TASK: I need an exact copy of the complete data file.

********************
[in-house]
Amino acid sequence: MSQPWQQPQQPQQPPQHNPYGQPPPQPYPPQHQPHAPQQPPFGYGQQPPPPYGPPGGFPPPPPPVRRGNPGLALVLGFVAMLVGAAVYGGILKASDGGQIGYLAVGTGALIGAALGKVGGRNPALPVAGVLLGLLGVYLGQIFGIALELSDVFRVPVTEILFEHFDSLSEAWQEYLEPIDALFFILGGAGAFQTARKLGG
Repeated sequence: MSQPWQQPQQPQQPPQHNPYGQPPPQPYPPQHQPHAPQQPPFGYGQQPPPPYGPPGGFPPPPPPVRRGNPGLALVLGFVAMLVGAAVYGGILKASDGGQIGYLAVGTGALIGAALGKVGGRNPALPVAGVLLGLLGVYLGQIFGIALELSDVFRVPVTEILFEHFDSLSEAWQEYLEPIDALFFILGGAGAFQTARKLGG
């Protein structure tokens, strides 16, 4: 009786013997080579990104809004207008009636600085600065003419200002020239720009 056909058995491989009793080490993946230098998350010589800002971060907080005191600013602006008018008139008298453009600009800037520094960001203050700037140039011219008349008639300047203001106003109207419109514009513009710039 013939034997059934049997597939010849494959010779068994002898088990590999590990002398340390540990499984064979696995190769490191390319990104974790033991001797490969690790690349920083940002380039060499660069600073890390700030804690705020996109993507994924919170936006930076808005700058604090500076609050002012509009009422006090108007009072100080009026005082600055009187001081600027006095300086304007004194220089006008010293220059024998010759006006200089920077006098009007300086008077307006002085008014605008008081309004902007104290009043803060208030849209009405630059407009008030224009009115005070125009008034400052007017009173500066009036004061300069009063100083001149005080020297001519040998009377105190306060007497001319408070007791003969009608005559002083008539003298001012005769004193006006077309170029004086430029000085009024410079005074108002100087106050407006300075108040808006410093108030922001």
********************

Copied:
[in-house]
Amino acid sequence: MSQPWQQPQQPQQPPQHNPYGQPPPQPYPPQHQPHAPQQPPFGYGQQPPPPYGPPGGFPPPPPPVRRGNPGLALVLGFVAMLVGAAVYGGILKASDGGQIGYLAVGTGALIGAALGKVGGRNPALPVAGVLLGLLGVYLGQIFGIALELSDVFRVPVTEILFEHFDSLSEAWQEYLEPIDALFFILGGAGAFQTARKLGG
Repeated sequence: MSQPWQQPQQPQQPPQHNPYGQPPPQPYPPQHQPHAPQQPPFGYGQQPPPPYGPPGGFPPPPPPVRRGNPGLALVLGFVAMLVGAAVYGGILKASDGGQIGYLAVGTGALIGAALGKVGGRNPALPVAGVLLGLLGVYLGQIFGIALELSDVFRVPVTEILFEHFDSLSEAWQEYLEPIDALFFILGGAGAFQTARKLGG
């Protein structure tokens, strides 16, 4: 009786013997080579990104809004207008009636600085600065003419200002020239720009 056909058995491989009793080490993946230098998350010589800002971060907080005191600013602006008018008139008298453009600009800037520094960001203050700037140039011219008349008639300047203001106003109207419109514009513009710039 013939034997059934049997597939010849494959010779068994002898088990590999590990002398340390540990499984064979696995190769490191390319990104974790033991001797490969690790690349920083940002380039060499660069600073890390700030804690705020996109993507994924919170936006930076808005700058604090500076609050002012509009009422006090108007009072100080009026005082600055009187001081600027006095300086304007004194220089006008010293220059024998010759006006200089920077006098009007300086008077307006002085008014605008008081309004902007104290009043803060208030849209009405630059407009008030224009009115005070125009008034400052007017009173500066009036004061300069009063100083001149005080020297001519040998009377105190306060007497001319408070007791003969009608005559002083008539003298001012005769004193006006077309170029004086430029000085009024410079005074108002100087106050407006300075108040808006410093108030922001």